GENERAL DENTISTRY

Extractions

Extractions

Despite our effort to preserve natural teeth, there are some occasions where a tooth is deemed non-restorable or is indicated to be removed. Reasons for extraction include dental trauma or disease, orthodontic treatment, impacted wisdom teeth, or over-retained baby teeth.

Process of tooth extraction

The first step in any extraction is an X-ray to assess the position of the tooth roots and the condition of the surrounding bone. Tooth extraction is usually carried out with local anesthesia, which will numb the teeth to be removed, and the surrounding bone and gum tissues. As your tooth is being removed, steps are taken to ensure the bone that surrounds it isn’t damaged. A tooth may need to be sectioned into small pieces to aid the removal process. Once the tooth is removed, the surgical site is irrigated with sterile saline. Sutures may or may not be needed based on individual circumstances. Our staff will go over detailed post operative instructions with you about what to do with home care.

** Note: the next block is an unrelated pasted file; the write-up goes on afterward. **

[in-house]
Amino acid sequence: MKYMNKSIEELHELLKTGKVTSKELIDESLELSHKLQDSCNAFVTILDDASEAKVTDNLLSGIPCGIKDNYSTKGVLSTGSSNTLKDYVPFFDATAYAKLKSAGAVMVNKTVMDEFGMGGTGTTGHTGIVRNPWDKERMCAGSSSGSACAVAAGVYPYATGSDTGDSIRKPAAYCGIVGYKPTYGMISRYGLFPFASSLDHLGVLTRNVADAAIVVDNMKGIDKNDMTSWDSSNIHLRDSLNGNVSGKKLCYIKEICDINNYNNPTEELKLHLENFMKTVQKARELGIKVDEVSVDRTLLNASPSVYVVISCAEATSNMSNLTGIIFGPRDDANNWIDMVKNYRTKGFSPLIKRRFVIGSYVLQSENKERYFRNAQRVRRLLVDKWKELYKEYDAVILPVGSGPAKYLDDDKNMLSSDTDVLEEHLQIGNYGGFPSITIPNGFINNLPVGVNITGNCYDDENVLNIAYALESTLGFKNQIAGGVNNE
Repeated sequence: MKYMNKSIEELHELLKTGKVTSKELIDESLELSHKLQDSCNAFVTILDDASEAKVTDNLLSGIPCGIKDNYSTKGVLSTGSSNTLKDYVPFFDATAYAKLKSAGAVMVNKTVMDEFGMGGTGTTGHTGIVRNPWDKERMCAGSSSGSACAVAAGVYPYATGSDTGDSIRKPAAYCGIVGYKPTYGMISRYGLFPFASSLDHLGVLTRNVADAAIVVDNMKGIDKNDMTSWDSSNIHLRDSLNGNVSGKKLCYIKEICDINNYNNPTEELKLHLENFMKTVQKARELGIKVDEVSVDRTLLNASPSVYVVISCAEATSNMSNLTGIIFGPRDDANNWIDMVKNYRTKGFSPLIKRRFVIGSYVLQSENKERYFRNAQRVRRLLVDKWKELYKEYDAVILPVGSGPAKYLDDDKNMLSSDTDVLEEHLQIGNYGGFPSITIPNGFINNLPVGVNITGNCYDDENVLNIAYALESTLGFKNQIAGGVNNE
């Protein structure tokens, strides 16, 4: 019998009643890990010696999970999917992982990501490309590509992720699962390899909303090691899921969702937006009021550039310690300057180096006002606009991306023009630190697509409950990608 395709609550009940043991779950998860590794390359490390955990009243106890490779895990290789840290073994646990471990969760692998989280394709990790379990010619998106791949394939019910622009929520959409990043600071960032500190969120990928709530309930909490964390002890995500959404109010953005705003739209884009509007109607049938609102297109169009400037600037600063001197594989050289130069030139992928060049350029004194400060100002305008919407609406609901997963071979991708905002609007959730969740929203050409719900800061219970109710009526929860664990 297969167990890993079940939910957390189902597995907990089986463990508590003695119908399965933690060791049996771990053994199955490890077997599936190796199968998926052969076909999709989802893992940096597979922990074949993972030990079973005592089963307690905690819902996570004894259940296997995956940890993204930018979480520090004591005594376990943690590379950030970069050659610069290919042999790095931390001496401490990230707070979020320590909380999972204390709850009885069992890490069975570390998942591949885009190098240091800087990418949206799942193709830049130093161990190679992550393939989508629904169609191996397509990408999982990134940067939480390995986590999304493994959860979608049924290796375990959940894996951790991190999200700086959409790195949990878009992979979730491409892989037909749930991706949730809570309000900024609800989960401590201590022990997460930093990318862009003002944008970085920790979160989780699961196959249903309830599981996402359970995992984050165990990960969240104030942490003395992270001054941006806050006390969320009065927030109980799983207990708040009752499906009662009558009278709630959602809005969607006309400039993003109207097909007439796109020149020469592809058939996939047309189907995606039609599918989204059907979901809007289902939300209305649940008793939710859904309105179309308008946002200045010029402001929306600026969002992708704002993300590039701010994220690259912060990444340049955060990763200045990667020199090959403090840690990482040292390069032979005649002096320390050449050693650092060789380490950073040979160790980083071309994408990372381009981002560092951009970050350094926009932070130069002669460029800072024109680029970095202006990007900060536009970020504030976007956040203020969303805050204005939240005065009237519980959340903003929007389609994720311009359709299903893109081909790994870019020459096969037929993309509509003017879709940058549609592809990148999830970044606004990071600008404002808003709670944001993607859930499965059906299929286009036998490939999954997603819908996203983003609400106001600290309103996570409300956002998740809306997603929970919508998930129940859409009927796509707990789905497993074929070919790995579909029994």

What to Expect After Tooth Extraction

Immediately after your tooth is extracted, the socket will be covered with sterile gauze; gentle pressure will be applied for 10-20 minutes to control any bleeding. It’s normal to experience some mild to moderate post-operative discomfort and/or swelling. Taking non-steroidal, anti-inflammatory drugs such as ibuprofen and/or aspirin the day of surgery should control most symptoms. Antibiotics may also be prescribed to ensure infection-free healing. Using ice packs on the outside of your jaw, and eating softer foods until you feel more comfortable can also be helpful. It is important to remember to leave the blood clot in the extraction site undisturbed as the clot helps promote healing and fight off bacteria. Minimize spitting, rinse and drinking from straws. Within a few days, all should be back to normal.

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